All Things Considered

Weekdays starting at 4pm
Melissa Block, Michele Norris, and Robert Siegel

In-depth reporting and transformed the way listeners understand current events and view the world. Every weekday, hear two hours of breaking news mixed with compelling analysis, insightful commentaries, interviews, and special - sometimes quirky - features.   Includes Stardate at 5:32pm

Genre: 
Composer ID: 
5187c8b0e1c86bcc976c2313|5187c825e1c86bcc976c2210

Pages

5:24pm

Sun July 28, 2013
Health Care

High-Deductible Health Plans, Gamble For Some, On The Rise

Near the end of last year, a big finance company in Charlotte, N.C., was doing what a lot of other businesses have been doing recently: switching up their health care offerings.

"Everything was changing, and we would only be offered two choices and each were a high-deductible plan," says Marty Metzl, whose husband works for the company.

High-deductible plans are the increasingly common kind of health insurance that have cheaper premiums than traditional plans, but they put you on the hook for thousands of dollars in out-of-pocket costs before the insurance kicks in.

Read more

4:39pm

Sun July 28, 2013
Book Reviews

A Touching, 'Telling' Book About Cheese

Originally published on Sun July 28, 2013 5:24 pm

Michael Paterniti is also the author of Driving Mr. Albert: A Trip Across America with Einstein's Brain.
Joanna Eldredge Morrissey

The first thing you should know: This is not a book about cheese. I mean, it is — and a famous, award-winning cheese at that, a Spanish sheep's milk cheese called the Páramo de Guzmán that cost $22 per pound in 1991. A cheese so good, the king of Spain himself couldn't get enough of it.

But this book is far more about its makers — the cheesemaker himself, an enormous and enormously charming Castilian named Ambrosio, and the book's maker, journalist and author Michael Paterniti, who basically falls in love with Ambrosio at first sight.

Read more

3:58pm

Sun July 28, 2013
Author Interviews

'Looking For Palestine': A Once-Split Identity Becomes Whole

Originally published on Sun August 4, 2013 7:46 am

Actress Najla Said is a Palestinian-Lebanese-American Christian, but growing up in New York City, her identity was anything but clearly defined.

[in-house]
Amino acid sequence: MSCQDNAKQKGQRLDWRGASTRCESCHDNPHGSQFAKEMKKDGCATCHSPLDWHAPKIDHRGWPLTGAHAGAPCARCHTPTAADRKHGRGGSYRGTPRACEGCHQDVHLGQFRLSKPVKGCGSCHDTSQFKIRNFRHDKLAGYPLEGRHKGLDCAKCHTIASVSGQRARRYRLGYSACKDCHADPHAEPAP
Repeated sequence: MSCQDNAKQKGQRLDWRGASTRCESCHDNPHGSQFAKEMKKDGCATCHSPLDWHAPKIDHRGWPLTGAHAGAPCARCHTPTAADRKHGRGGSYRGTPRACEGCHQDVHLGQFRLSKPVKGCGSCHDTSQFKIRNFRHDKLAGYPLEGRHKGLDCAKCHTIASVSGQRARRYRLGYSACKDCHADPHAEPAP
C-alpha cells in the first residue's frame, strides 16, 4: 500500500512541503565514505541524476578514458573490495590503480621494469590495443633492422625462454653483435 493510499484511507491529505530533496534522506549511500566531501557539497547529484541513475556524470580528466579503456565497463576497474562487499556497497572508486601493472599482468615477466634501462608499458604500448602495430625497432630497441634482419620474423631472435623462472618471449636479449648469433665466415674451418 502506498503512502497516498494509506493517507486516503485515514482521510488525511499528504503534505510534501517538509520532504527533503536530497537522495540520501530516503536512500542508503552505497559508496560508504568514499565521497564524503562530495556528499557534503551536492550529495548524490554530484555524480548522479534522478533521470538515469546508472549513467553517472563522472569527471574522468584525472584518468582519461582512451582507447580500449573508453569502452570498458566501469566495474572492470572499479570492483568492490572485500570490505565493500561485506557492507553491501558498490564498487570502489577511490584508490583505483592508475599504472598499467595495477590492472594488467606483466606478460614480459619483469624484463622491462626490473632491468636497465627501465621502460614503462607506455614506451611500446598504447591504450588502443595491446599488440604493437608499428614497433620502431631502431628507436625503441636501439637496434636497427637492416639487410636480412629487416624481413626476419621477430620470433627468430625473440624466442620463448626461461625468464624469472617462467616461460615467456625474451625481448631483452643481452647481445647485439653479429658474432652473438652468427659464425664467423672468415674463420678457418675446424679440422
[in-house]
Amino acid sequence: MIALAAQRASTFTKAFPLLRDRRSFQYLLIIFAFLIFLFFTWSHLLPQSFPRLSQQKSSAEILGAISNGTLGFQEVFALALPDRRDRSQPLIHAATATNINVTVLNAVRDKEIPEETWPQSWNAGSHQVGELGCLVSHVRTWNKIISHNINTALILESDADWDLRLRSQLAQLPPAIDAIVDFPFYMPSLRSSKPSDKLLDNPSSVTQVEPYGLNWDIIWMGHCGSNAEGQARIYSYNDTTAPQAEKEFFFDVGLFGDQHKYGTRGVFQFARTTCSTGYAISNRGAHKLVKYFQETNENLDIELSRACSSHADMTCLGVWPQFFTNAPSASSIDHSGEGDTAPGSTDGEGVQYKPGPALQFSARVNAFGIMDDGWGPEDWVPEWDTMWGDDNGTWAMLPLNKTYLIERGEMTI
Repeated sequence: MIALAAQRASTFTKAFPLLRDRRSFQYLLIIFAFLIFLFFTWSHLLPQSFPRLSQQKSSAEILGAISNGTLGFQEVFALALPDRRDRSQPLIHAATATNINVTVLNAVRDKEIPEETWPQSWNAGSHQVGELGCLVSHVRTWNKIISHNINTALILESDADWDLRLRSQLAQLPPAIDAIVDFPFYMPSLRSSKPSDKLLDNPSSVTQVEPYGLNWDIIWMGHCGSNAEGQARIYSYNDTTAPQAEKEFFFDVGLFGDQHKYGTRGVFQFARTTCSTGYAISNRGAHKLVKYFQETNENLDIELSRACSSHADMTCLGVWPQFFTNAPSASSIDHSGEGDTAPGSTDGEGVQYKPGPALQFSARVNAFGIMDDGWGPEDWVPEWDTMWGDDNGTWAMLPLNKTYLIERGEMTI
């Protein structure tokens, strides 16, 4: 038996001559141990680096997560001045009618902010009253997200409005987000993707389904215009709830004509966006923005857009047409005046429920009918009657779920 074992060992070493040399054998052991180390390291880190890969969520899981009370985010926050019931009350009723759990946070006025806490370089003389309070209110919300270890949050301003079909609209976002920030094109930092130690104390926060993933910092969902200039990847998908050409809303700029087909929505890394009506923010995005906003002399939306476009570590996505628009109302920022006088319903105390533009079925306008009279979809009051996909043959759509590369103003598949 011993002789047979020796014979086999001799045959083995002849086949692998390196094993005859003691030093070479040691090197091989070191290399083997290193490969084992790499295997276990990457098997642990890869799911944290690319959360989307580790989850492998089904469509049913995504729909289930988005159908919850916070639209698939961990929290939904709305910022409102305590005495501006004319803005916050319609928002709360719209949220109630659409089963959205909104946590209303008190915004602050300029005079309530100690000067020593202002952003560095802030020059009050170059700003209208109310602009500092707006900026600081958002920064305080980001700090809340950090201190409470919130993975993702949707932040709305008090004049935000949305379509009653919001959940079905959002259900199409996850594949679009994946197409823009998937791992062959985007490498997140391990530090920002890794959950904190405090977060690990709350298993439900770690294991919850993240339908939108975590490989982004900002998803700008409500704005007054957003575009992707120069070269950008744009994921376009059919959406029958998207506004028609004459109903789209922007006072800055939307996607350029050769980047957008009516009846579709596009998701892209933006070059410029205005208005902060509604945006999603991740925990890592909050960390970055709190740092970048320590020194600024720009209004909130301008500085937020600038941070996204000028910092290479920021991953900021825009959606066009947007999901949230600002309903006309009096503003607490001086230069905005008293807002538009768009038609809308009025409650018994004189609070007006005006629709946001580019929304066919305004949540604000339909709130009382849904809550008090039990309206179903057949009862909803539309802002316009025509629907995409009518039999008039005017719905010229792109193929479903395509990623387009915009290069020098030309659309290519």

The daughter of prominent literary critic Edward Said, she spent her childhood in one of the most influential intellectual households in America. Edward Said, who died in 2003, was a renowned professor at Columbia University and was critical to defining Palestinian independence.

Read more

3:37pm

Sun July 28, 2013
Music Interviews

AlunaGeorge Finds A Natural Groove, By Accident

Originally published on Tue July 30, 2013 2:54 pm

George Reid and Aluna Francis have become darlings of the European music festival circuit without releasing an album. Body Talk, their full-length debut as AlunaGeorge, is out Monday.
Courtesy of the artist

If it weren't for a MySpace message three years ago, singer Aluna Francis and producer George Reid might never have joined to form AlunaGeorge.

Read more

3:36pm

Sun July 28, 2013
Science

'Batman' Style: How We Can See With Sound, Too

Originally published on Mon July 29, 2013 10:30 am

Echolocation is second nature to animals such as bats and dolphins. Can humans also find their way using sound as a tool?
Ian Waldie Getty Images

Birds do it. Bats do it. Now even educated people do it. Echolocation is the process used by certain animals to identify what lies ahead of them, by emitting sounds that bounce off objects.

Now a team of researchers has created an algorithm that could give the rest of us a chance to see with sound.

Read more

Pages